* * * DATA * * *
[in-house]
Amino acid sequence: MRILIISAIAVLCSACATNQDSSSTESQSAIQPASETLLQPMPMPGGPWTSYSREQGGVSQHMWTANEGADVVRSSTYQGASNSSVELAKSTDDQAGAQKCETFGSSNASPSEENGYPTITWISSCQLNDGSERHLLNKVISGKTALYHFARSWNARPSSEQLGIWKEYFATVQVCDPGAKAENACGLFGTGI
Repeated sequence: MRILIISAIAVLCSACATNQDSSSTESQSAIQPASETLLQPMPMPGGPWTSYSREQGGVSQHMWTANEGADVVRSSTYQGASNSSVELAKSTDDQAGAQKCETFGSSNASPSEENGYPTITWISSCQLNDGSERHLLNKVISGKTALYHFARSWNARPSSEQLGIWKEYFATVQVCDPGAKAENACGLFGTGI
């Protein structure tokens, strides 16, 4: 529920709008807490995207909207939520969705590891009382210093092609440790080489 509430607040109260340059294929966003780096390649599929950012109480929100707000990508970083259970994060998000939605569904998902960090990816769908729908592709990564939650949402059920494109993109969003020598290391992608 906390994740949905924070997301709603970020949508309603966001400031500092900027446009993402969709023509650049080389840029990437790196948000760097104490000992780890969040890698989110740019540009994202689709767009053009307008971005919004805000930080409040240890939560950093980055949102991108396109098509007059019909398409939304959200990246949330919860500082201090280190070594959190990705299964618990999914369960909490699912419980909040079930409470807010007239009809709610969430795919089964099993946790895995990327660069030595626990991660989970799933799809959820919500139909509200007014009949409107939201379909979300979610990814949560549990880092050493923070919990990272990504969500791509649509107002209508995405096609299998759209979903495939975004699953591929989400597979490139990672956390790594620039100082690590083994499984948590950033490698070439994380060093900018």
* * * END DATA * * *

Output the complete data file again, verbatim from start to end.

[in-house]
Amino acid sequence: MRILIISAIAVLCSACATNQDSSSTESQSAIQPASETLLQPMPMPGGPWTSYSREQGGVSQHMWTANEGADVVRSSTYQGASNSSVELAKSTDDQAGAQKCETFGSSNASPSEENGYPTITWISSCQLNDGSERHLLNKVISGKTALYHFARSWNARPSSEQLGIWKEYFATVQVCDPGAKAENACGLFGTGI
Repeated sequence: MRILIISAIAVLCSACATNQDSSSTESQSAIQPASETLLQPMPMPGGPWTSYSREQGGVSQHMWTANEGADVVRSSTYQGASNSSVELAKSTDDQAGAQKCETFGSSNASPSEENGYPTITWISSCQLNDGSERHLLNKVISGKTALYHFARSWNARPSSEQLGIWKEYFATVQVCDPGAKAENACGLFGTGI
């Protein structure tokens, strides 16, 4: 529920709008807490995207909207939520969705590891009382210093092609440790080489 509430607040109260340059294929966003780096390649599929950012109480929100707000990508970083259970994060998000939605569904998902960090990816769908729908592709990564939650949402059920494109993109969003020598290391992608 906390994740949905924070997301709603970020949508309603966001400031500092900027446009993402969709023509650049080389840029990437790196948000760097104490000992780890969040890698989110740019540009994202689709767009053009307008971005919004805000930080409040240890939560950093980055949102991108396109098509007059019909398409939304959200990246949330919860500082201090280190070594959190990705299964618990999914369960909490699912419980909040079930409470807010007239009809709610969430795919089964099993946790895995990327660069030595626990991660989970799933799809959820919500139909509200007014009949409107939201379909979300979610990814949560549990880092050493923070919990990272990504969500791509649509107002209508995405096609299998759209979903495939975004699953591929989400597979490139990672956390790594620039100082690590083994499984948590950033490698070439994380060093900018």